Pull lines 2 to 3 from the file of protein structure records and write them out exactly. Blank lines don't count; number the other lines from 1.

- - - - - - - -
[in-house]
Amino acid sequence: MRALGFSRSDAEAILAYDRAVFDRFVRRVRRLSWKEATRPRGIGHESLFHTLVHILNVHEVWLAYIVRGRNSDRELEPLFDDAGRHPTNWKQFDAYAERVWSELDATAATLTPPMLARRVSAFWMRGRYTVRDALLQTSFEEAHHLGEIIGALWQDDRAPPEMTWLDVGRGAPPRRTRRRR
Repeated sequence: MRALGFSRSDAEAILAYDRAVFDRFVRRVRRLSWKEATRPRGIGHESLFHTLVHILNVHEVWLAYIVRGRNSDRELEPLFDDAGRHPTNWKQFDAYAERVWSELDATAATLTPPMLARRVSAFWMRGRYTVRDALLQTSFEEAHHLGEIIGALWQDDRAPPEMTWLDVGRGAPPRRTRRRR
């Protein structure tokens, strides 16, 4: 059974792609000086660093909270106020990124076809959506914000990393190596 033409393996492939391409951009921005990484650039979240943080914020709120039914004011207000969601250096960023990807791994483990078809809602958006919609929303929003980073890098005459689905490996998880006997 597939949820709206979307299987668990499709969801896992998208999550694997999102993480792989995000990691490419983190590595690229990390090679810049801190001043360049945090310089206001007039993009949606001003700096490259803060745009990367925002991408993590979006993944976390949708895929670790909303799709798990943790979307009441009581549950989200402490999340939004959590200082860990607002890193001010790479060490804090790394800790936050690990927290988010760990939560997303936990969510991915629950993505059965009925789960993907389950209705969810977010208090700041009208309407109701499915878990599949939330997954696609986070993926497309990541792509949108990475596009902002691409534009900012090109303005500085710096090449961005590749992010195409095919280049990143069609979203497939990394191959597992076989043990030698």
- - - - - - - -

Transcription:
Amino acid sequence: MRALGFSRSDAEAILAYDRAVFDRFVRRVRRLSWKEATRPRGIGHESLFHTLVHILNVHEVWLAYIVRGRNSDRELEPLFDDAGRHPTNWKQFDAYAERVWSELDATAATLTPPMLARRVSAFWMRGRYTVRDALLQTSFEEAHHLGEIIGALWQDDRAPPEMTWLDVGRGAPPRRTRRRR
Repeated sequence: MRALGFSRSDAEAILAYDRAVFDRFVRRVRRLSWKEATRPRGIGHESLFHTLVHILNVHEVWLAYIVRGRNSDRELEPLFDDAGRHPTNWKQFDAYAERVWSELDATAATLTPPMLARRVSAFWMRGRYTVRDALLQTSFEEAHHLGEIIGALWQDDRAPPEMTWLDVGRGAPPRRTRRRR